About a month ago the Eastern District of California identified a split among the circuit courts regarding the proper standard for reviewing whether the EEOC has attempted to "conciliate" in good faith. (See here.) Earlier this week a district judge in the Southern District of Texas flagged yet another circuit conflict involving Title VII's conciliation requirement. See generally 42 U.S.C. § 2000e-5(b) (requiring the EEOC to make a good-faith effort to eliminate unlawful employment discrimination administratively through informal methods such as "conciliation" before initiating a civil action).
In his opinion, the district judge noted that "circuit courts have split over whether administrative remedies must be exhausted before a party may enforce a conciliation agreement," adding, "the Fifth Circuit has not addressed the issue." Pasley v. Centerpoint Energy Houston Elec., Civil Action Nos. H-11-2341 & H-11-4376 (S.D. Tex. Mar. 6, 2012) (mem. op.). The plaintiff in this case was concerned that his failure to obtain a right-to-sue letter from the EEOC to pursue his claims related to the conciliation agreement would result in dismissal in district court for failure to exhaust administrative remedies. Id. at n.3. The following circuits disagree over whether this scenario deprives a federal district court of subject-matter jurisdiction:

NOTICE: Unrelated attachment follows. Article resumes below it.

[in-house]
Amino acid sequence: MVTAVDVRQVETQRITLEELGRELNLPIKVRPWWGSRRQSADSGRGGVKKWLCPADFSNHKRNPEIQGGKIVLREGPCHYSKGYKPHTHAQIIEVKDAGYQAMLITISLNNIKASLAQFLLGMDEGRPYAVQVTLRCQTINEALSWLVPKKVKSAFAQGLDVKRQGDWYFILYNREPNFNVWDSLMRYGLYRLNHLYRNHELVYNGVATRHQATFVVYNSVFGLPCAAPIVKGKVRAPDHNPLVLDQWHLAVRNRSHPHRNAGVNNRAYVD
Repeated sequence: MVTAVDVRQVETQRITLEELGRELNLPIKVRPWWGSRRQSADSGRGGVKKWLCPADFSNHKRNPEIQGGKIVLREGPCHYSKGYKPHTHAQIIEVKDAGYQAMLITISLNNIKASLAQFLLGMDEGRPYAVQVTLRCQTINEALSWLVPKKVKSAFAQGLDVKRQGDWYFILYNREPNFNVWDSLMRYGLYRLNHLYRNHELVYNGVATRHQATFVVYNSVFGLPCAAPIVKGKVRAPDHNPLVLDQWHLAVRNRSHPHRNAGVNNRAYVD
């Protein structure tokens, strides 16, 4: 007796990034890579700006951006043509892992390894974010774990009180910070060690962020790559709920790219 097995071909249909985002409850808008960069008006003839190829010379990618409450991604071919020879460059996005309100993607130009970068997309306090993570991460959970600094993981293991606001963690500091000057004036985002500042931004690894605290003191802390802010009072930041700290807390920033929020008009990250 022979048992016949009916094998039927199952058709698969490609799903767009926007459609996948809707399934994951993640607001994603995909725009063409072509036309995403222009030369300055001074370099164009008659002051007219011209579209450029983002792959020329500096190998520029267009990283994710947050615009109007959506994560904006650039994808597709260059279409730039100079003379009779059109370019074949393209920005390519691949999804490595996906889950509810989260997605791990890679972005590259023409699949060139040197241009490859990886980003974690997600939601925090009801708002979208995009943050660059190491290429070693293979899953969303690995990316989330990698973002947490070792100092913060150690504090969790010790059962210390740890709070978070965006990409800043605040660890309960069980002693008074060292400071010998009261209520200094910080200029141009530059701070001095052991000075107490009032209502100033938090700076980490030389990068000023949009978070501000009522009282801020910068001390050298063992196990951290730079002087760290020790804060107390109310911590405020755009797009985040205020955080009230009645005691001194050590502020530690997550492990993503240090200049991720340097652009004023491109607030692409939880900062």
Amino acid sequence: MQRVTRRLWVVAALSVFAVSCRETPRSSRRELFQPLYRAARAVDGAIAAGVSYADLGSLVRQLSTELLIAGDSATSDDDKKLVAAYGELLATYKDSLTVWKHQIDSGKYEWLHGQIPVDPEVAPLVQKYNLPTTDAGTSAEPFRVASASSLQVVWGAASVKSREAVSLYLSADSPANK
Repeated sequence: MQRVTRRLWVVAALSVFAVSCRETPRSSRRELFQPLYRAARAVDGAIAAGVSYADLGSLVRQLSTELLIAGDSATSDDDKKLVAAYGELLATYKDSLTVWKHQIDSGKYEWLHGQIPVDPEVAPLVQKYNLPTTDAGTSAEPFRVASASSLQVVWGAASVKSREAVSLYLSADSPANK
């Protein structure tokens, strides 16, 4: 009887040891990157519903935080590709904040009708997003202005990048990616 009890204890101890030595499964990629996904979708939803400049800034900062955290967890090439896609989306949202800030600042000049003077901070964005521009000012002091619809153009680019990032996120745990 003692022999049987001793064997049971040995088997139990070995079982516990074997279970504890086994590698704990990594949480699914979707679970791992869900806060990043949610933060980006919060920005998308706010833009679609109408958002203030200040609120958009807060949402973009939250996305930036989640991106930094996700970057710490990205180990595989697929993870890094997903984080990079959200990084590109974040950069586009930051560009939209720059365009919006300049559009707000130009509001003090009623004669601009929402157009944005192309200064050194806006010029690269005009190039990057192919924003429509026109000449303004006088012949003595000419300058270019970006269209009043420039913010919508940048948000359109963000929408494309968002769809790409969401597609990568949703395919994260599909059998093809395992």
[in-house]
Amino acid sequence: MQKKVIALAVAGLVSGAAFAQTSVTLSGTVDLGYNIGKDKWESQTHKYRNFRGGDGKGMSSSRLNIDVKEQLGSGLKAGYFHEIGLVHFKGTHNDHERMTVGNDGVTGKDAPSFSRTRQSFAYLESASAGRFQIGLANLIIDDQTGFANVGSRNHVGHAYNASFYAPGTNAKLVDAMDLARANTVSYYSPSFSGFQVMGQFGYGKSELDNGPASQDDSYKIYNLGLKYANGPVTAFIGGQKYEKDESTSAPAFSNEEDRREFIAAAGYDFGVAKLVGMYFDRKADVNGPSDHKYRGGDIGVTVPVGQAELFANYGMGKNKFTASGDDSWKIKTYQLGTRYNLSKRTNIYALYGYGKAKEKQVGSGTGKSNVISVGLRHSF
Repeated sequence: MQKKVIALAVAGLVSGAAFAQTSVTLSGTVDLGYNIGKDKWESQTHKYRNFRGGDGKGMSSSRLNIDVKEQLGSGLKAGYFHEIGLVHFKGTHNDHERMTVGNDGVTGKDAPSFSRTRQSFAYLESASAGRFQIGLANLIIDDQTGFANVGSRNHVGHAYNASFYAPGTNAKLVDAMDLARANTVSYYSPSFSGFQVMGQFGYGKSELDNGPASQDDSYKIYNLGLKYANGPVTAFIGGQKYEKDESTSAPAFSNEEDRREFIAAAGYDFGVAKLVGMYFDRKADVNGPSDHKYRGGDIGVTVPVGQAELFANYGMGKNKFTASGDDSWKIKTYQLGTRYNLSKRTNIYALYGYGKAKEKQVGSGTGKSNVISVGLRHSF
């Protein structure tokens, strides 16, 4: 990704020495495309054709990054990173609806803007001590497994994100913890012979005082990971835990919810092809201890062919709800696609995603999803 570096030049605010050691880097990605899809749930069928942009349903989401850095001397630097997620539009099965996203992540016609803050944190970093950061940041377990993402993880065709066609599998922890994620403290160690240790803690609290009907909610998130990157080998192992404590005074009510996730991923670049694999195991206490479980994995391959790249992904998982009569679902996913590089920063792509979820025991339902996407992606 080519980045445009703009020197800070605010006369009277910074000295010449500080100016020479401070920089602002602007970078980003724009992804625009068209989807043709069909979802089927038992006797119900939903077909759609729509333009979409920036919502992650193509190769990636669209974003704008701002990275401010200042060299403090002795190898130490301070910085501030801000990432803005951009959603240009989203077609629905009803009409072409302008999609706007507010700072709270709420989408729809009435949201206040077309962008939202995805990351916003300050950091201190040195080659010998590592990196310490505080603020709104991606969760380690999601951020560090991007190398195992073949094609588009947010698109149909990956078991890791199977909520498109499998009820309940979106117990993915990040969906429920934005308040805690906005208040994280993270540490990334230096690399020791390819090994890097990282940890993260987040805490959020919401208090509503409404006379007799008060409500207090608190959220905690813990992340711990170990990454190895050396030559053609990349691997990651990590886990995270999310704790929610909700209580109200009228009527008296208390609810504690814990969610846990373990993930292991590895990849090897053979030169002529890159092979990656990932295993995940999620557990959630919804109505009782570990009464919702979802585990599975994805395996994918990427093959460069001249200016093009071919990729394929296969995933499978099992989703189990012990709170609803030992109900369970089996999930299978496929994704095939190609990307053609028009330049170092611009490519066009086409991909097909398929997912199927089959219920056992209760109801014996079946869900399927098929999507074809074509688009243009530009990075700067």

Compare Cisneros v. ABC Rail Corp., 217 F.3d 1299, 1305–06 (10th Cir. 2000); Eatmon [v. Bristol Steel & Iron Works, Inc., 769 F.2d 1503, 1508, 1510 n.8 (11th Cir. 1985);] with Blank v. Donovan, 780 F.2d 808, 809–10 (9th Cir. 1986); Parsons v. Yellow Freight Sys., Inc., 741 F.2d 871, 874 (6th Cir. 1984). The Court need not resolve this dispute at this time, however, as Plaintiff does not appear to argue that his failure to exhaust administrative remedies deprives the Court of subject matter jurisdiction such that it should remand the case to state court.
Pasley v. Centerpoint Energy Houston Elec., Civil Action Nos. H-11-2341 & H-11-4376 (S.D. Tex. Mar. 6, 2012) (mem. op.).